On Monday, April 22 at 6:50 PM local time, the Notre Dame Cathedral in Paris, France broke out into flames. An hour later, the iconic spire had collapsed and it seemed that the entire building might come down. However, after several more hours, Parisian firefighters managed to get the blaze under control. The spire and two-thirds of the roof were gone, but the main structure, including the iconic facade with its two towers, was saved. The fire was most likely an accident, and may have been linked to renovations going on at the time. No one was killed.
While the damage is tragic, it could have been much worse. Most of the famous, historical artwork and other artifacts that were not lost in the damage. During the fire, firefighters rushed in and out to save these artifacts. One is the Crown of Thorns, reportedly the same crown of thorns that Jesus Christ is said to have worn at the crucifixion. Another example is of something a little less removable: the three 800-year-old rose windows, which are stunning examples of the beauty of stained glass. Astonishingly, the 180,000 bees that were housed in hives in the wooden roof are still alive with their hives intact.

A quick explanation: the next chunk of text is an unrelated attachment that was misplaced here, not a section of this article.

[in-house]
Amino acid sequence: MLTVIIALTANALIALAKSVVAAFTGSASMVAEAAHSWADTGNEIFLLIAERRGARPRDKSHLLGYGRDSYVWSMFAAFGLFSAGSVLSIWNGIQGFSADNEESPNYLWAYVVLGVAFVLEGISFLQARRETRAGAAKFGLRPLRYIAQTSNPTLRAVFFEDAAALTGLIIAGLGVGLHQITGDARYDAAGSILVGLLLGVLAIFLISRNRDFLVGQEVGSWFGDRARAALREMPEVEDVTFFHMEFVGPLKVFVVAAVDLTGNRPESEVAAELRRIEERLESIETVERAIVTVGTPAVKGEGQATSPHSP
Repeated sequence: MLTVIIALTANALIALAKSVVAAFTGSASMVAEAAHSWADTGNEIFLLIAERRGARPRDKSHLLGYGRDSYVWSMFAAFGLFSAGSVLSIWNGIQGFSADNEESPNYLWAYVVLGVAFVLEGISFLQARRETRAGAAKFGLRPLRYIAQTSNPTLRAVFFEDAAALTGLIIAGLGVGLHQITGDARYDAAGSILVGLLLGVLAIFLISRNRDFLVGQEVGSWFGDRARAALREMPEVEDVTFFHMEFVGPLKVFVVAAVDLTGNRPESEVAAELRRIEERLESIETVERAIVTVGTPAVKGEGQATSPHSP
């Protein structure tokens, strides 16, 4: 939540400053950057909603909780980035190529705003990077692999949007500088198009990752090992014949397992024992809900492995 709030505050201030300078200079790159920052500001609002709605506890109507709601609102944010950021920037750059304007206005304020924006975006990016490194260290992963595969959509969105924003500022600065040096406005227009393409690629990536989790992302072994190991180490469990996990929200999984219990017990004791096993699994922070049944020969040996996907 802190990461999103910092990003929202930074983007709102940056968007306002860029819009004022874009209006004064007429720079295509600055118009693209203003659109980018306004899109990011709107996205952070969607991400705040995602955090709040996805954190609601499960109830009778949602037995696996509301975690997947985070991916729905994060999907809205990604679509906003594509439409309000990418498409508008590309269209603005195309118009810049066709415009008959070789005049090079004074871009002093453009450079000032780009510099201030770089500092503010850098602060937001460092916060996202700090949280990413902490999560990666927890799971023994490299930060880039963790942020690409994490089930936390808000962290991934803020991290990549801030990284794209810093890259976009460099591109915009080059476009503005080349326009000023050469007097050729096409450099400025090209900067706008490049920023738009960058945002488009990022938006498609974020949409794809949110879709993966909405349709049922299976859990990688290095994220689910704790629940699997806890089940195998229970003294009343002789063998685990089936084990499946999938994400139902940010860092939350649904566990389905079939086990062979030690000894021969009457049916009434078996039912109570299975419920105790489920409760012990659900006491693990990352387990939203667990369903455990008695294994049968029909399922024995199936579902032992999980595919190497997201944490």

As mourning for the damage and celebration for what was saved swept France, President Emmanuel Macron vowed to rebuild within five years. Paris mayor Anne Hidalgo hopes that the reconstruction can be finished by the 2024 Olympics, which will be hosted in Paris. Some estimates put the reconstruction time as high as twenty years, however. Regardless, it seems that at least funding won’t be an issue, as donations for the reconstruction have been pouring in, with the total already numbering over €850 million.
While it is a time to mourn, it’s also a time to be hopeful. Notre Dame still stands, and it will be rebuilt, whether it takes five years or twenty. The 800-year-old cathedral has gone through a lot in its time, and in the end, this incident will be just another blip in its great history.